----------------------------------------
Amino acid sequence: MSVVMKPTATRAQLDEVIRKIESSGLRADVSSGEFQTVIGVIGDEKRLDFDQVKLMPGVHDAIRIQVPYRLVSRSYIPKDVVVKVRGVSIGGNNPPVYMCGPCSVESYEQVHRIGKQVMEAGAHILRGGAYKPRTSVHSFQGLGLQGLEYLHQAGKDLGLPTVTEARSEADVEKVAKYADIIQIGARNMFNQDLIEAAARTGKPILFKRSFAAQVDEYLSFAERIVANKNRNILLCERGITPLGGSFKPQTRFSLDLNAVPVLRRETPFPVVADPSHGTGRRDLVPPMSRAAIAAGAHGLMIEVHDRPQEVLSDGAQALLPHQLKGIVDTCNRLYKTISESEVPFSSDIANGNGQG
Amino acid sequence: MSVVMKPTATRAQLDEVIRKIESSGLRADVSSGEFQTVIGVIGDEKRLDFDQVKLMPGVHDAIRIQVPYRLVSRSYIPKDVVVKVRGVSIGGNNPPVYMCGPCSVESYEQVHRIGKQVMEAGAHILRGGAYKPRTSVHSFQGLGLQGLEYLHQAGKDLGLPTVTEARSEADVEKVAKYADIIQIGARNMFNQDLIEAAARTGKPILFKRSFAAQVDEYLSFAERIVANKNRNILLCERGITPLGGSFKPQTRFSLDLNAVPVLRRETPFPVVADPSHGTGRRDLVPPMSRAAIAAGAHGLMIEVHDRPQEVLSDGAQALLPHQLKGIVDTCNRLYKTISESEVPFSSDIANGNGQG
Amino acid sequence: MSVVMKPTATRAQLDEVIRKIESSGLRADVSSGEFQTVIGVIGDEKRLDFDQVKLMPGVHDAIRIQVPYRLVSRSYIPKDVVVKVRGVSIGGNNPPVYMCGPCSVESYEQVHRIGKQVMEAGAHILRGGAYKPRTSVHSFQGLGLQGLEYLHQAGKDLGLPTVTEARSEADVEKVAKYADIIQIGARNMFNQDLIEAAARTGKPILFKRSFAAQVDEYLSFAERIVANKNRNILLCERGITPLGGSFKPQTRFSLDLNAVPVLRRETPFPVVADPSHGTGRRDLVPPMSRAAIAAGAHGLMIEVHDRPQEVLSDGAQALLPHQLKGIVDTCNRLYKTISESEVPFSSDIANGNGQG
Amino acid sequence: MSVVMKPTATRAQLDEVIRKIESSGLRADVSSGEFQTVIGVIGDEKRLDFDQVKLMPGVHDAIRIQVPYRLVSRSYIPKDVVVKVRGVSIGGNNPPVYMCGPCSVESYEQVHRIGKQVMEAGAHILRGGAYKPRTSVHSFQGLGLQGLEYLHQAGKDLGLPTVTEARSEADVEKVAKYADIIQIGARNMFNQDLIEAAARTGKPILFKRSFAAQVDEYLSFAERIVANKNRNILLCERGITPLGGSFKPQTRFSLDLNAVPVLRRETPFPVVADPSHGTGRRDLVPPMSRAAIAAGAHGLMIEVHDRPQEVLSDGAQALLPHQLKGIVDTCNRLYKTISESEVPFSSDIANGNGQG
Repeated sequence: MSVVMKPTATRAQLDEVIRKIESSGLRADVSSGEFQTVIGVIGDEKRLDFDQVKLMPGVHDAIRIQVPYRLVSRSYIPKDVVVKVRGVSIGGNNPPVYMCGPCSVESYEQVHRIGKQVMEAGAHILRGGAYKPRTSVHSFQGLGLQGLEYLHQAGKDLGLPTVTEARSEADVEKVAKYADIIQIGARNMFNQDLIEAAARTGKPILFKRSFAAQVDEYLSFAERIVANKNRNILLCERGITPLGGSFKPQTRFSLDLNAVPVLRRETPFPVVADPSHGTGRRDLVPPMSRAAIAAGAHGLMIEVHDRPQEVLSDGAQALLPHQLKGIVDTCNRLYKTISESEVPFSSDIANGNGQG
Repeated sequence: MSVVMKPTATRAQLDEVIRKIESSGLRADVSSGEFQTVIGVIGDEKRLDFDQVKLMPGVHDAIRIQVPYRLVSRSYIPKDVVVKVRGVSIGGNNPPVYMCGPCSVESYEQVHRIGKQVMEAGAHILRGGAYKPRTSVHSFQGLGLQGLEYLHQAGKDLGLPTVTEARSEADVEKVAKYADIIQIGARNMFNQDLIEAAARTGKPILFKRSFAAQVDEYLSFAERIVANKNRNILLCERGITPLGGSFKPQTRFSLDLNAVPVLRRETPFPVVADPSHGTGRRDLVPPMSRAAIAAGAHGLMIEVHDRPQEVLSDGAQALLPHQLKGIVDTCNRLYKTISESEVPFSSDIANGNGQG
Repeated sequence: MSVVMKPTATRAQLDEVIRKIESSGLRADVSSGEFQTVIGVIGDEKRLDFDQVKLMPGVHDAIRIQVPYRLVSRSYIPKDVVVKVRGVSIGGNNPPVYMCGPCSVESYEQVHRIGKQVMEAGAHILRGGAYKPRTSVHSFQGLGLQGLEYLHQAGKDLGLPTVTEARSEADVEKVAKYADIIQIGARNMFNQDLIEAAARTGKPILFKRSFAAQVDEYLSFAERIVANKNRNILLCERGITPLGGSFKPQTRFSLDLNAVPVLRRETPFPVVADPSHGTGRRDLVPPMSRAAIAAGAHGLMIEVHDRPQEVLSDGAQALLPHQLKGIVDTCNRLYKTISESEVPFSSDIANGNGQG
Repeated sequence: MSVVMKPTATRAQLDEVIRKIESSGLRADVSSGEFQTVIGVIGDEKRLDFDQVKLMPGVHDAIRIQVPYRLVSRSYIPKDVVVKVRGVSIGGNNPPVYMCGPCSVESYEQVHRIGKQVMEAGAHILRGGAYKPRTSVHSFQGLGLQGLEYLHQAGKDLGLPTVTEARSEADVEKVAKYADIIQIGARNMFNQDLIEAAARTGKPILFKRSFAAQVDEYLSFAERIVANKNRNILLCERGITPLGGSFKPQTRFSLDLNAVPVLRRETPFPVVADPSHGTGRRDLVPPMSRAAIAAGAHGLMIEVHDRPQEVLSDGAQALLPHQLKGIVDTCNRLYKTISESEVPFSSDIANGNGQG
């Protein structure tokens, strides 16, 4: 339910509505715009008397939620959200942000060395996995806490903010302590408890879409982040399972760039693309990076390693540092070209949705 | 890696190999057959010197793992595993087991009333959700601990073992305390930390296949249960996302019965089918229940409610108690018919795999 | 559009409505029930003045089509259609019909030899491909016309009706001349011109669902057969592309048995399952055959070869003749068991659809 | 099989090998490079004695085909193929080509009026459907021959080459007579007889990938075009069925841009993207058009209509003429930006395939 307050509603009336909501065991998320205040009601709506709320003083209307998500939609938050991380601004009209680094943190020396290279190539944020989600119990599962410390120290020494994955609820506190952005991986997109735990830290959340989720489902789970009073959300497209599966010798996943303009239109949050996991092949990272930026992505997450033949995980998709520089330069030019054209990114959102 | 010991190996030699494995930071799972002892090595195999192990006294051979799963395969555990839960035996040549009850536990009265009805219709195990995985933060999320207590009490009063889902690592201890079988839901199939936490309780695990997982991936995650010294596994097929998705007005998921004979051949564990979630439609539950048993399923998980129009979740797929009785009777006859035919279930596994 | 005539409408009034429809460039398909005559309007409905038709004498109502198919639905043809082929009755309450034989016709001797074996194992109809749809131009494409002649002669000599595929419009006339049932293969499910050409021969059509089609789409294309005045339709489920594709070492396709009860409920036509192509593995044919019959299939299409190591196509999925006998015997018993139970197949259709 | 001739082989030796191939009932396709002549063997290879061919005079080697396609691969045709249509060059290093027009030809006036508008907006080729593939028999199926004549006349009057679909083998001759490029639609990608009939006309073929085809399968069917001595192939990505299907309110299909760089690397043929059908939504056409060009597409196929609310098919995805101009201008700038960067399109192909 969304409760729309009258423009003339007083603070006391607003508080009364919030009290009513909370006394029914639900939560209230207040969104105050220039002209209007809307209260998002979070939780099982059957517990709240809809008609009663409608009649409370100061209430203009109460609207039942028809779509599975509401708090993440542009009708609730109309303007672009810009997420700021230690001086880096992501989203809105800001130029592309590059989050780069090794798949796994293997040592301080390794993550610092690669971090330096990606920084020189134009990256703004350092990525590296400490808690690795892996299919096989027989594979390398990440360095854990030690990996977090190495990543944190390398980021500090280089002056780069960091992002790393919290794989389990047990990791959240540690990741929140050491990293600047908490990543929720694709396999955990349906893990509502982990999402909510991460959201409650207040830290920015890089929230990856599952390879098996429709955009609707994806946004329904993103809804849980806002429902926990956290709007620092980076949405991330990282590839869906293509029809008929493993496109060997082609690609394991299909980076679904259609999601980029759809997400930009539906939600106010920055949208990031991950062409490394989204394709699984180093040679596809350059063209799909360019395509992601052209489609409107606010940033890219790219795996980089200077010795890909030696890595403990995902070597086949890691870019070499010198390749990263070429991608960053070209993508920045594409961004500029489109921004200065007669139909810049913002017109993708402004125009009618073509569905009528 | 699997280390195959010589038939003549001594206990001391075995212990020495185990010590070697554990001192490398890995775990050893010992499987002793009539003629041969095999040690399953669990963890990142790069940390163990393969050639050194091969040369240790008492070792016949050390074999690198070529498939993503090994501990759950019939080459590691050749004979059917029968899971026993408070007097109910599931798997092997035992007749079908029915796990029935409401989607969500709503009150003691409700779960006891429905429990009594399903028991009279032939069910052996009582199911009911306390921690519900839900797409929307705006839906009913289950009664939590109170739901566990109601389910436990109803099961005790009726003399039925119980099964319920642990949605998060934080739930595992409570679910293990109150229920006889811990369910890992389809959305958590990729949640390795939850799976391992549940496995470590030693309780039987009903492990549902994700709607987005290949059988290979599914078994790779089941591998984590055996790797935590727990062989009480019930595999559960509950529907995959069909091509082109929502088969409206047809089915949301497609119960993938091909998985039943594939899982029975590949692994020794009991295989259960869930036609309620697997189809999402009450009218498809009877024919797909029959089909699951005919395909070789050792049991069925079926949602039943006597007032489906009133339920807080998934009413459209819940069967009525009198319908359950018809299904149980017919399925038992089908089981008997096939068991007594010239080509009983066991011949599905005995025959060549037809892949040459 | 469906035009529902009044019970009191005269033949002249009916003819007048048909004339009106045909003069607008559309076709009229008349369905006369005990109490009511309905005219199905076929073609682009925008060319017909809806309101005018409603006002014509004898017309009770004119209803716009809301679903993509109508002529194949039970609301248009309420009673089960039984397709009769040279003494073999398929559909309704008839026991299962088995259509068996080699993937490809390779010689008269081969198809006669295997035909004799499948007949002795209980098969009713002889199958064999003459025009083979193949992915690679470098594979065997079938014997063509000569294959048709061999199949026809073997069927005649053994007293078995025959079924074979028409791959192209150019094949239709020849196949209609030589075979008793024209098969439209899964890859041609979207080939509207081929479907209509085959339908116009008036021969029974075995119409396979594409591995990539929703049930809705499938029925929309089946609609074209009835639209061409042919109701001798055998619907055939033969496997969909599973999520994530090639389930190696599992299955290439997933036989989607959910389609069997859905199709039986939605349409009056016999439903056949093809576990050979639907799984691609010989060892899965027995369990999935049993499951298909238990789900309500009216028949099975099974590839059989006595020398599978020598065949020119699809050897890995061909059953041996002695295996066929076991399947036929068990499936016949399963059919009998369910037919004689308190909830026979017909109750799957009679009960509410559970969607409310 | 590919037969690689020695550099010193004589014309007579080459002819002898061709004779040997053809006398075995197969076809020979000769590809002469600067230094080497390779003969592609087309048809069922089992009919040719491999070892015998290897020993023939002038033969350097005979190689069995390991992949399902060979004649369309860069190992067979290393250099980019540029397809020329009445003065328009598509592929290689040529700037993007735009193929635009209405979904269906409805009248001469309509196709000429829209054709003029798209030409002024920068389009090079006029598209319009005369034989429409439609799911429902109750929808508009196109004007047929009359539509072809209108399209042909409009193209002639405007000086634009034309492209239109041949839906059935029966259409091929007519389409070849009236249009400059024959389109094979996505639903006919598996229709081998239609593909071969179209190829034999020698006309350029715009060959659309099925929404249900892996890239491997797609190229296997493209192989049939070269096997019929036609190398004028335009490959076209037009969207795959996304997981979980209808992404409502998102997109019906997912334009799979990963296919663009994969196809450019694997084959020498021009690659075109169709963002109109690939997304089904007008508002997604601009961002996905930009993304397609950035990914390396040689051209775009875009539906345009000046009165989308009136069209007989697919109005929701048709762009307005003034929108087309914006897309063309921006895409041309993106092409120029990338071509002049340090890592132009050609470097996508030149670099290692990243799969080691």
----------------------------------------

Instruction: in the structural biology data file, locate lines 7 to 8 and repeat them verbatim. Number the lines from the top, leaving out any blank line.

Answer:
Repeated sequence: MSVVMKPTATRAQLDEVIRKIESSGLRADVSSGEFQTVIGVIGDEKRLDFDQVKLMPGVHDAIRIQVPYRLVSRSYIPKDVVVKVRGVSIGGNNPPVYMCGPCSVESYEQVHRIGKQVMEAGAHILRGGAYKPRTSVHSFQGLGLQGLEYLHQAGKDLGLPTVTEARSEADVEKVAKYADIIQIGARNMFNQDLIEAAARTGKPILFKRSFAAQVDEYLSFAERIVANKNRNILLCERGITPLGGSFKPQTRFSLDLNAVPVLRRETPFPVVADPSHGTGRRDLVPPMSRAAIAAGAHGLMIEVHDRPQEVLSDGAQALLPHQLKGIVDTCNRLYKTISESEVPFSSDIANGNGQG
Repeated sequence: MSVVMKPTATRAQLDEVIRKIESSGLRADVSSGEFQTVIGVIGDEKRLDFDQVKLMPGVHDAIRIQVPYRLVSRSYIPKDVVVKVRGVSIGGNNPPVYMCGPCSVESYEQVHRIGKQVMEAGAHILRGGAYKPRTSVHSFQGLGLQGLEYLHQAGKDLGLPTVTEARSEADVEKVAKYADIIQIGARNMFNQDLIEAAARTGKPILFKRSFAAQVDEYLSFAERIVANKNRNILLCERGITPLGGSFKPQTRFSLDLNAVPVLRRETPFPVVADPSHGTGRRDLVPPMSRAAIAAGAHGLMIEVHDRPQEVLSDGAQALLPHQLKGIVDTCNRLYKTISESEVPFSSDIANGNGQG